Friday, November 23, 2012

Hegel's Political Philosophy: A Systematic Reading of the Philosophy of Right

. . . is online! Details here.

I expect the new second edition to have a similar webpage - and I will post it when I see it.

Special issue on Hegel's Political Philosophy

Delighted to receive my copy of the latest issue of the Bulletin of the Hegel Society of Great Britain 66 (2012) which is a special issue with a symposium on my Hegel's Political Philosophy: A Systematic Reading of the Philosophy of Right.

The symposium includes:

Paul Redding, "Thom Brooks's Project of a Systematic Reading of Hegel's Philosophy of Right"

Michael Rosen, "The Ruined Castle"

Allen Wood, "Thom Brooks and the 'Systematic' Reading of Hegel"

Thom Brooks, "Reply to Redding, Rosen and Wood"

The Bulletin will be published shortly by Cambridge University Press - and retitled the Hegel Bulletin - with full backlog available online in due course.

Additionally, my Hegel's Political Philosophy appears next week in a new second addition with new chapters and a reply to critics.

Tuesday, November 20, 2012

CFP: Northwestern University Society for Ethical Theory and Political Philosophy 7th Annual Conference

Call for Papers

From Faculty and Graduate Students
Keynote Addresseses: Talbot Brewer and Sarah Buss
SUBMISSION GUIDELINES: The deadline is February 15, 2013. We welcome submissions from faculty and graduate students, as some sessions will be reserved for student presentations. Please submit an essay of approximately 4000 words and an abstract of at most 150 words. Essay topics in all areas of ethical theory and political philosophy will be considered, although some priority will be given to essays that take up themes from the works of Talbot Brewer and Sarah Buss, such as autonomy, desire, goodness, moral psychology, moral responsibility, pleasure, practical reasoning, respect, virtue, Aristotelianism and Kantianism. Essays and abstracts should be prepared for blind review in word, rtf, or pdf format. Graduate submissions should be sent by e-mail to; faculty submissions should be sent by e-mail to Notices of acceptance will be sent by April 1, 2013. For more information, please contact Kyla Ebels-Duggan at the e-mail address above or visit our website:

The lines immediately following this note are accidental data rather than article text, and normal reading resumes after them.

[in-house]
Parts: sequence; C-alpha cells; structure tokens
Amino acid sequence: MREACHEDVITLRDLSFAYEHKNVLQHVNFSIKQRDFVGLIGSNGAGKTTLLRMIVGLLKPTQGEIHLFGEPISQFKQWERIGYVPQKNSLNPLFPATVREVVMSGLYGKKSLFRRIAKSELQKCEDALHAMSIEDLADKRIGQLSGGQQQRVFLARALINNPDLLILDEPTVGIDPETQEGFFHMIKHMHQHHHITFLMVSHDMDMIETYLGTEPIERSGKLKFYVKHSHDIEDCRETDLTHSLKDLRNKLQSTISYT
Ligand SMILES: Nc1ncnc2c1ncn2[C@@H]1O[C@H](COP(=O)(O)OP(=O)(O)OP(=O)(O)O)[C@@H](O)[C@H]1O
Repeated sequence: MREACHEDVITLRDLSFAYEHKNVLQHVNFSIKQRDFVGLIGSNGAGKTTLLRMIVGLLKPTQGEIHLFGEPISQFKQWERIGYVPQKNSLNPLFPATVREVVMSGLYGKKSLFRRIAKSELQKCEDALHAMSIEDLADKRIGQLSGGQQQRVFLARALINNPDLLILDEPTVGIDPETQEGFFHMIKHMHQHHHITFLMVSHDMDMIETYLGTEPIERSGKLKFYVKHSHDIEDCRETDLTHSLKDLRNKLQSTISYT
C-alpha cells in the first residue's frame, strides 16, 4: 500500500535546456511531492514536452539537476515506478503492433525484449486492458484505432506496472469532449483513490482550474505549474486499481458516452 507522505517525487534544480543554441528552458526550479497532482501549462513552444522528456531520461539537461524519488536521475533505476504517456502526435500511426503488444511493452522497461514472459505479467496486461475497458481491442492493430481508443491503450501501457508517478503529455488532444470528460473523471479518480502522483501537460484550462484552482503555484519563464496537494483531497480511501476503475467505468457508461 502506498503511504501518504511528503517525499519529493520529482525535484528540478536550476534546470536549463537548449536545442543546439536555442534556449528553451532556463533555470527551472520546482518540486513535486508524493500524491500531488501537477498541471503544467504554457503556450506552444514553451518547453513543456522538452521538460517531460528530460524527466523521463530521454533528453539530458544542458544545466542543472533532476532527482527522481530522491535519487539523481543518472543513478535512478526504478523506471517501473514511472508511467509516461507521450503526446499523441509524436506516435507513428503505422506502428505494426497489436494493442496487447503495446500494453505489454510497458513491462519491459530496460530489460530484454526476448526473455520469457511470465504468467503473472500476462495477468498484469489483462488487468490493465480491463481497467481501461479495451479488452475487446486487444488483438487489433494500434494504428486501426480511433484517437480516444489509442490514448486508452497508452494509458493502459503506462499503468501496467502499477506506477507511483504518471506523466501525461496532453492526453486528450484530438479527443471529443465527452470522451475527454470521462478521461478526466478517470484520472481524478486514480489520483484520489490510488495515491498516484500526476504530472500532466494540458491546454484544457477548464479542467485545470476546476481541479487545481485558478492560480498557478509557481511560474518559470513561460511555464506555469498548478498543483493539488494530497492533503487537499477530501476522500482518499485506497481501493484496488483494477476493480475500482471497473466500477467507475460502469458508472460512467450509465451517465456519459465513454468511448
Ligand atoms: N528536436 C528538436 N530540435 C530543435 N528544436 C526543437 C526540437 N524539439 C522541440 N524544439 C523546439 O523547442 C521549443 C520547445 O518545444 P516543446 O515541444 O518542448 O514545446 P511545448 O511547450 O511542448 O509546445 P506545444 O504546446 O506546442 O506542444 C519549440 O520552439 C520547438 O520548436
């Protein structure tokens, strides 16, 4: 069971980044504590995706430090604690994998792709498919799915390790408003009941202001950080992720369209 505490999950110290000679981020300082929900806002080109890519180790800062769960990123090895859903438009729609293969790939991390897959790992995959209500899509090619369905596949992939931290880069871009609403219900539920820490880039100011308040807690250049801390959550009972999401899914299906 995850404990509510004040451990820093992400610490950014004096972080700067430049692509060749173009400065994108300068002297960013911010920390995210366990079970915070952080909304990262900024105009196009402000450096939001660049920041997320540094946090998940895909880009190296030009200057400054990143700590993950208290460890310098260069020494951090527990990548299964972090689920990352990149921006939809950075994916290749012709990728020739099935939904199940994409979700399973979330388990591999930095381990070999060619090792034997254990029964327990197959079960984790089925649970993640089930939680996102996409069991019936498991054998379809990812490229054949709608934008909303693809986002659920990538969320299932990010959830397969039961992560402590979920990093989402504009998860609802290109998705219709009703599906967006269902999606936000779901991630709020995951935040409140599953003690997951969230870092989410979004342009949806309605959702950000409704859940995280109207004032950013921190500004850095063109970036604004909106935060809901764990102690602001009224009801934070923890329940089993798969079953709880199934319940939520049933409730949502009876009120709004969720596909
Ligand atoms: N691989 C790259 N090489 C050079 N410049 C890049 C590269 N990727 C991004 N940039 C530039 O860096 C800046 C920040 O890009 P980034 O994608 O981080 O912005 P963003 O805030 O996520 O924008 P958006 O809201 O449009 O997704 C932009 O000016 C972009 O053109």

Monday, November 19, 2012

A Theory of Justice: The Musical!

Yes! Information here.

Brettschenider online reading group

. . . can be found on the Public Reason blog working through his terrific book, When the State Speaks, What Should It Say?

Tuesday, November 13, 2012

Thom Brooks, "Punishment" - now out!


Thom Brooks, Punishment. New York & London: Routledge, 2012.

Punishment is a topic of increasing importance for citizens and policymakers. Why should we punish criminals? Which theory of punishment is most compelling? Is the death penalty ever justified? These questions and many others are addressed in this highly engaging guide.

Punishment is a critical introduction to the philosophy of punishment, offering a new and refreshing approach that will benefit readers of all backgrounds and interests. The first critical guide to examine all leading contemporary theories of punishment, this book explores – among others – the communicative theory of punishment, restorative justice, and the unified theory of punishment. Thom Brooks examines several case studies in detail, including capital punishment, juvenile offending, and domestic abuse. Punishment highlights the problems and prospects of different approaches in order to argue for a more pluralistic and compelling perspective that is novel and groundbreaking.